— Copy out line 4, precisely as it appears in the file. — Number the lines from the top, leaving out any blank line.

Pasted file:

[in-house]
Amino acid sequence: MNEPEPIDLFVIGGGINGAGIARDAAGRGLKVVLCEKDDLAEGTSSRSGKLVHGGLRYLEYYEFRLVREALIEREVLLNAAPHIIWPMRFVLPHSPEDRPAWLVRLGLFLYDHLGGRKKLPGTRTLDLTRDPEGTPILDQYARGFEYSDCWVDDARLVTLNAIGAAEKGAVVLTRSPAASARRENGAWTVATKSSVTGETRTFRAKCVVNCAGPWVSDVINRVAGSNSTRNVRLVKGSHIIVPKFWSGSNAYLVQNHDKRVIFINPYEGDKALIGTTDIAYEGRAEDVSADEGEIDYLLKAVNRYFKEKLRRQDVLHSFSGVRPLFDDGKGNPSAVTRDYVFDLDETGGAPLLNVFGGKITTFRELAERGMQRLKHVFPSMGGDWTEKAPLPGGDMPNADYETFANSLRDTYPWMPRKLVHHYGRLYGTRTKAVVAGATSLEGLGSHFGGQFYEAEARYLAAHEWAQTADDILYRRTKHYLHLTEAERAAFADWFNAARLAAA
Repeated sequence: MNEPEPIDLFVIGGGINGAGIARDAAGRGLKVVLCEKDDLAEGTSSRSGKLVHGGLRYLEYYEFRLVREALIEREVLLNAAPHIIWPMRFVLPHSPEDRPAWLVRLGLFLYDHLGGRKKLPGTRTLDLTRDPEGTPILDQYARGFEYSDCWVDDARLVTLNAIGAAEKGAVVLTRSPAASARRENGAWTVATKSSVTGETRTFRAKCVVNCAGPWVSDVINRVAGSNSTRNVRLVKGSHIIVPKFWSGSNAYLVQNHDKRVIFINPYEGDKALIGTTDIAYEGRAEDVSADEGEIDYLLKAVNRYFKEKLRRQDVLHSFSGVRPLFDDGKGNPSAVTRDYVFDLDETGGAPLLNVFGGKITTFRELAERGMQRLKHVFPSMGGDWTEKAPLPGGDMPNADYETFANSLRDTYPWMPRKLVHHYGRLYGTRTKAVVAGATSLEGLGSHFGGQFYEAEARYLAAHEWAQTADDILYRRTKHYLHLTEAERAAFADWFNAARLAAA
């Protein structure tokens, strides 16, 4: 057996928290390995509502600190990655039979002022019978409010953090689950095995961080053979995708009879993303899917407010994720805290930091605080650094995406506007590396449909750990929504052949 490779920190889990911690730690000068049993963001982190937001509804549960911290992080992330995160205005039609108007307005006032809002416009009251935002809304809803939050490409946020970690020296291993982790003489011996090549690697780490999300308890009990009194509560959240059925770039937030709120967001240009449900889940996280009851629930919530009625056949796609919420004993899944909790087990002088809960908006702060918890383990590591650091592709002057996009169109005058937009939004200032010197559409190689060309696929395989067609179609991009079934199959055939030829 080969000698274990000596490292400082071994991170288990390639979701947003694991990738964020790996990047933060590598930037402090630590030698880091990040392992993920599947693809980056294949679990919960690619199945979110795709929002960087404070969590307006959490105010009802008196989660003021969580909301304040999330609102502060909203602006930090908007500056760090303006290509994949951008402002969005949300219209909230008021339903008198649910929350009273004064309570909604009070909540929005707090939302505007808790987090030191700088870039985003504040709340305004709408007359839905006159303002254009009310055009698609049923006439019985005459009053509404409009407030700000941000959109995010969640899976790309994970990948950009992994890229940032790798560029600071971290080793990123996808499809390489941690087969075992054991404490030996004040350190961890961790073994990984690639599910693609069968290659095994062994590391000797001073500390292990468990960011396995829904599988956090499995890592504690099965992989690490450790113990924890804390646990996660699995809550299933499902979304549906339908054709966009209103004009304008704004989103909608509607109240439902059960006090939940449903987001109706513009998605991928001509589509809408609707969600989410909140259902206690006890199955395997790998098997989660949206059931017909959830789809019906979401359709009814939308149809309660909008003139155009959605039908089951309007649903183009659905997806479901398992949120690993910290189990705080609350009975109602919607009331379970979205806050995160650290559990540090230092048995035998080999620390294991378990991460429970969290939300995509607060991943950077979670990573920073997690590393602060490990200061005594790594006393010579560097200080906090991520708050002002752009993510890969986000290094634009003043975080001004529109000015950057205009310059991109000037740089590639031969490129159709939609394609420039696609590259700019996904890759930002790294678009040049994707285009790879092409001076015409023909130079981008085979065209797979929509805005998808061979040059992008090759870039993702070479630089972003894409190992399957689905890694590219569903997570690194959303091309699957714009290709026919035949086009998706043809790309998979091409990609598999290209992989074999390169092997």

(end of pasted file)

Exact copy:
């Protein structure tokens, strides 16, 4: 057996928290390995509502600190990655039979002022019978409010953090689950095995961080053979995708009879993303899917407010994720805290930091605080650094995406506007590396449909750990929504052949 490779920190889990911690730690000068049993963001982190937001509804549960911290992080992330995160205005039609108007307005006032809002416009009251935002809304809803939050490409946020970690020296291993982790003489011996090549690697780490999300308890009990009194509560959240059925770039937030709120967001240009449900889940996280009851629930919530009625056949796609919420004993899944909790087990002088809960908006702060918890383990590591650091592709002057996009169109005058937009939004200032010197559409190689060309696929395989067609179609991009079934199959055939030829 080969000698274990000596490292400082071994991170288990390639979701947003694991990738964020790996990047933060590598930037402090630590030698880091990040392992993920599947693809980056294949679990919960690619199945979110795709929002960087404070969590307006959490105010009802008196989660003021969580909301304040999330609102502060909203602006930090908007500056760090303006290509994949951008402002969005949300219209909230008021339903008198649910929350009273004064309570909604009070909540929005707090939302505007808790987090030191700088870039985003504040709340305004709408007359839905006159303002254009009310055009698609049923006439019985005459009053509404409009407030700000941000959109995010969640899976790309994970990948950009992994890229940032790798560029600071971290080793990123996808499809390489941690087969075992054991404490030996004040350190961890961790073994990984690639599910693609069968290659095994062994590391000797001073500390292990468990960011396995829904599988956090499995890592504690099965992989690490450790113990924890804390646990996660699995809550299933499902979304549906339908054709966009209103004009304008704004989103909608509607109240439902059960006090939940449903987001109706513009998605991928001509589509809408609707969600989410909140259902206690006890199955395997790998098997989660949206059931017909959830789809019906979401359709009814939308149809309660909008003139155009959605039908089951309007649903183009659905997806479901398992949120690993910290189990705080609350009975109602919607009331379970979205806050995160650290559990540090230092048995035998080999620390294991378990991460429970969290939300995509607060991943950077979670990573920073997690590393602060490990200061005594790594006393010579560097200080906090991520708050002002752009993510890969986000290094634009003043975080001004529109000015950057205009310059991109000037740089590639031969490129159709939609394609420039696609590259700019996904890759930002790294678009040049994707285009790879092409001076015409023909130079981008085979065209797979929509805005998808061979040059992008090759870039993702070479630089972003894409190992399957689905890694590219569903997570690194959303091309699957714009290709026919035949086009998706043809790309998979091409990609598999290209992989074999390169092997």